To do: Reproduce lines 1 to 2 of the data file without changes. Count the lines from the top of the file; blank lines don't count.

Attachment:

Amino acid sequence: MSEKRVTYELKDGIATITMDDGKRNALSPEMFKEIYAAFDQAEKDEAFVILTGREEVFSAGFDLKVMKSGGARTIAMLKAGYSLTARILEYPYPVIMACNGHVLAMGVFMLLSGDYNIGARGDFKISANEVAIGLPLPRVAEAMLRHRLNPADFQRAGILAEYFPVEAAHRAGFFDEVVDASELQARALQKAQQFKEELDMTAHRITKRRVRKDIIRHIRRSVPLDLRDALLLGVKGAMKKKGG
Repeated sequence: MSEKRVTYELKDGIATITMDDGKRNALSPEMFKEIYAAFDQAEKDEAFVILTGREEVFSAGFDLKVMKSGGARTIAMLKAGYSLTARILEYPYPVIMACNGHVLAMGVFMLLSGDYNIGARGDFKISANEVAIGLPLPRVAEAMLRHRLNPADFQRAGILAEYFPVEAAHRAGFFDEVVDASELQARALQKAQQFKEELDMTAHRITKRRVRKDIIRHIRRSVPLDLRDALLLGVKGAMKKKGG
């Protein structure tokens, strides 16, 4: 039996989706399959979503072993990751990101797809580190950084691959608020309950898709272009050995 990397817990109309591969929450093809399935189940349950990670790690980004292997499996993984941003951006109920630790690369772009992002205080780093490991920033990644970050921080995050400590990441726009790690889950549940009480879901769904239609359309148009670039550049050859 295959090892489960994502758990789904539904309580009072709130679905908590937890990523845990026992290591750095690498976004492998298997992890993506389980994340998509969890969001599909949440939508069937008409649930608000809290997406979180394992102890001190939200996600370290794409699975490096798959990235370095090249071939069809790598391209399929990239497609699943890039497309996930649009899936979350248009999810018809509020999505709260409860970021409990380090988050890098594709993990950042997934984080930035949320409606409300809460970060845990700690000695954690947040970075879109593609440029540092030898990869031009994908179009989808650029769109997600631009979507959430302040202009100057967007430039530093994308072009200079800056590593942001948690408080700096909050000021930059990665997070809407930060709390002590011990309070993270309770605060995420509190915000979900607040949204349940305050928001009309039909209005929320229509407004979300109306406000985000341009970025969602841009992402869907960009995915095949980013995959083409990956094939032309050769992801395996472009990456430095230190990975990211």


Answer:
Amino acid sequence: MSEKRVTYELKDGIATITMDDGKRNALSPEMFKEIYAAFDQAEKDEAFVILTGREEVFSAGFDLKVMKSGGARTIAMLKAGYSLTARILEYPYPVIMACNGHVLAMGVFMLLSGDYNIGARGDFKISANEVAIGLPLPRVAEAMLRHRLNPADFQRAGILAEYFPVEAAHRAGFFDEVVDASELQARALQKAQQFKEELDMTAHRITKRRVRKDIIRHIRRSVPLDLRDALLLGVKGAMKKKGG
Repeated sequence: MSEKRVTYELKDGIATITMDDGKRNALSPEMFKEIYAAFDQAEKDEAFVILTGREEVFSAGFDLKVMKSGGARTIAMLKAGYSLTARILEYPYPVIMACNGHVLAMGVFMLLSGDYNIGARGDFKISANEVAIGLPLPRVAEAMLRHRLNPADFQRAGILAEYFPVEAAHRAGFFDEVVDASELQARALQKAQQFKEELDMTAHRITKRRVRKDIIRHIRRSVPLDLRDALLLGVKGAMKKKGG